Researchers: Boudreau, Stéphane ; Arseneault, Dominique ; Berteaux, Dominique ; Bety, Joël ; Culley, Alexander ; Côté, Steeve ; Fauteux, Dominique ; Festa-Bianchet, Marco ; Francus, Pierre ; Gauthier, Gilles ; Gravel, Dominique ; Greer, Charles ; Hétu, Bernard ; Kinnard, Christophe ; Laurion, Isabelle ; Lavoie, Martin ; Lecomte, Nicolas ; Legagneux, Pierre ; Lessard, Jean-Philippe ; Lévesque, Esther ; Moore, Jean-Sébastien ; Pelletier, Fanie ; Pienitz, Reinhard ; Rautio, Milla ; Simard, Martin ; St-Laurent, Martin-Hugues ; Tremblay, Jean-Pierre ; Villarreal A., Juan Carlos ; Vincent, Warwick F. ; Voyer, Normand ; Vézina, François.

Theme 1.3 - Observation tools and indicators to monitor the northern environment

Theme leader: Dominique Berteaux

Recent and current changes in the environment are monitored and analysed in situ using CEN’s extensive network of field and climate stations. Systems for measurements and the monitoring of environmental variables using new generation sensors are developed, calibrated in laboratories and tested in the field to maintain the SILA network at the cutting edge and to broaden the scope of the environmental parameters measured. The research team applies new technologies and methods specifically developed and adapted for the characterisation of northern geo-ecosystems. Remote sensing allows the refined monitoring of changes on a temporal scale while covering vast territories for the study of coastal areas, aquatic systems and plant, snow and ice cover to better understand geo-ecosystem dynamics. Terrestrial, aerial and satellite telemetry allows wildlife monitoring in real-time, thereby helping us understand their use of land relative to other biotic and abiotic factors, in addition to enabling us to track eco-geosystem dynamics. Molecular, genetic and biochemical analyses quantify the variations in biodiversity and assess the physiological state of aquatic and land communities. With the use of these tools, field data collected at small scales can be extrapolated to regional and continental scales. A project in preparation aims to acquire and deploy aerial drones for regional aerial telemetry. Unique protocols for data gathering and standardization have recently been developed through the ADAPT program. The data collected are archived in CEN’s database and are now available to the international community thanks to the on-line publication Nordicana D.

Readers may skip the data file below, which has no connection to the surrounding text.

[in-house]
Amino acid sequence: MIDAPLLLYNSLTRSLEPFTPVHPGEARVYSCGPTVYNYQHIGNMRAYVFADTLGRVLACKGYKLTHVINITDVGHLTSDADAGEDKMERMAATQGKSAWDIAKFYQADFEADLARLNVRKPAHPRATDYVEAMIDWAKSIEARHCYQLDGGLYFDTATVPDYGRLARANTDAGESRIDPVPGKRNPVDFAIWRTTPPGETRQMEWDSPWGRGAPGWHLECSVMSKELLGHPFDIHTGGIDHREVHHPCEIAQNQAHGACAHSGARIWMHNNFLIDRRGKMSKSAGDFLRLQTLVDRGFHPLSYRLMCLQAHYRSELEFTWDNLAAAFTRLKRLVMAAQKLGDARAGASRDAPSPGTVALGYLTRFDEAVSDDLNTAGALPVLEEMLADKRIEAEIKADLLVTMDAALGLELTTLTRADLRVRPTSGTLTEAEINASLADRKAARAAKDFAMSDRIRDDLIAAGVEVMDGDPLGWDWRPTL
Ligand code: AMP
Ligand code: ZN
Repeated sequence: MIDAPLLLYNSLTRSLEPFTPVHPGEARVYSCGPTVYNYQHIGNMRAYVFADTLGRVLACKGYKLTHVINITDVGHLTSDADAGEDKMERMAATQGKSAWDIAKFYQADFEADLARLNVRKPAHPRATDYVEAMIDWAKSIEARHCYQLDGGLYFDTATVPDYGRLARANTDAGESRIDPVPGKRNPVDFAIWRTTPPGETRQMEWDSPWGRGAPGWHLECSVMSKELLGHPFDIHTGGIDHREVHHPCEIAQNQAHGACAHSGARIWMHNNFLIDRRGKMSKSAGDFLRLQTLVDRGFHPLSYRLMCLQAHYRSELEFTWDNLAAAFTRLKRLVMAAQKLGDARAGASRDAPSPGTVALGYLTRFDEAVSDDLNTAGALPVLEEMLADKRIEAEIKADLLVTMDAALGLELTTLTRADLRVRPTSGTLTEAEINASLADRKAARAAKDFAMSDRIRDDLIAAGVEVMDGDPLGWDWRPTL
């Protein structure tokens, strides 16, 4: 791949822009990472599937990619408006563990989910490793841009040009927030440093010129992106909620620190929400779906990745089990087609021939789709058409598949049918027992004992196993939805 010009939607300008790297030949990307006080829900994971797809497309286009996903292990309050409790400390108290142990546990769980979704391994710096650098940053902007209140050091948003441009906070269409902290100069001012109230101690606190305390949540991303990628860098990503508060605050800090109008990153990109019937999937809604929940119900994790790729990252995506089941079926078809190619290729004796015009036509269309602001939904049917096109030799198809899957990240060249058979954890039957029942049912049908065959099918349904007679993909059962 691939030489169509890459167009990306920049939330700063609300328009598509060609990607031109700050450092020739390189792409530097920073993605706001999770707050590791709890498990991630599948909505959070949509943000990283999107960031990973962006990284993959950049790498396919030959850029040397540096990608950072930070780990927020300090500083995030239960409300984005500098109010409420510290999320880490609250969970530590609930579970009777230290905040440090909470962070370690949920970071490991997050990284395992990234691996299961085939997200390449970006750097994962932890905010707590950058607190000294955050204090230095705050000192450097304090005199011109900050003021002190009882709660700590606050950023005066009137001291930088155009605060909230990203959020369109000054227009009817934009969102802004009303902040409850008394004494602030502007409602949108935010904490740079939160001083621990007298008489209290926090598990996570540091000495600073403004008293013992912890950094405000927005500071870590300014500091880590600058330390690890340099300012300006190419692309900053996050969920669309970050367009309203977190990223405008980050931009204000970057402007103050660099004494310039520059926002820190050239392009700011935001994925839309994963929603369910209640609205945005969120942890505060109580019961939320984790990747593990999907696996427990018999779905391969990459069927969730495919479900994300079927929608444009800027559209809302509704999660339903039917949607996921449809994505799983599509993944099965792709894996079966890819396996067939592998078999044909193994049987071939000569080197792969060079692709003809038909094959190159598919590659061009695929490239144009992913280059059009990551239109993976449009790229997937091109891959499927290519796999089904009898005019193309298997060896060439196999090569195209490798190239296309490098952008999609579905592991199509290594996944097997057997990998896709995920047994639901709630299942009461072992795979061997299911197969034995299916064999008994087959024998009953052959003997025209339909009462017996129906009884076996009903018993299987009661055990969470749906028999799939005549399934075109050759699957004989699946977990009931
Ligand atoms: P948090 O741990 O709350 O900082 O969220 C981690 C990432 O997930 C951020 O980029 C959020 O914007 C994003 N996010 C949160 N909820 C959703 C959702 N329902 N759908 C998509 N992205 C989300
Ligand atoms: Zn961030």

Researchers: Berteaux, Dominique ; Allard, Michel ; Antoniades, Dermot ; Arseneault, Dominique ; Bernatchez, Pascal ; Bernier, Monique ; Bety, Joël ; Bhiry, Najat ; Boucher, Étienne ; Buffin-Bélanger, Thomas ; Chokmani, Karem ; Comte, Jérôme ; Côté, Steeve ; Dominé, Florent ; Fortier, Richard ; Gauthier, Gilles ; Kinnard, Christophe ; Langlois, Alexandre ; Laurion, Isabelle ; Lévesque, Esther ; OUARDA, Taha ; Payette, Serge ; Pienitz, Reinhard ; Rautio, Milla ; Royer, Alain ; Simard, Martin ; Vincent, Warwick F. ; Voyer, Normand ; Vézina, François.

 

 
 

Research Area 2 - Responses to climate change in the past, present and future

Project leader: Florent Dominé
Project leader: Gilles Gauthier

Northern environments have been subject to constant change throughout the last few thousand years, but the pace of change appears to have accelerated markedly over the last century. The aim of this theme is to determine the rate of change at different spatio-temporal scales, to evaluate the magnitude of present changes relative to the past, and to understand the consequences for northern land and coastal geo-ecosystem function. These studies focus on critical thresholds, feedback mechanisms at the ecosystem level, and on the effects of global warming. The research aims to identify the mechanisms by which these changes act on various geo-ecosystem variables, and to anticipate the magnitude and direction of change by understanding the causal processes and consequences.

This research area includes five themes.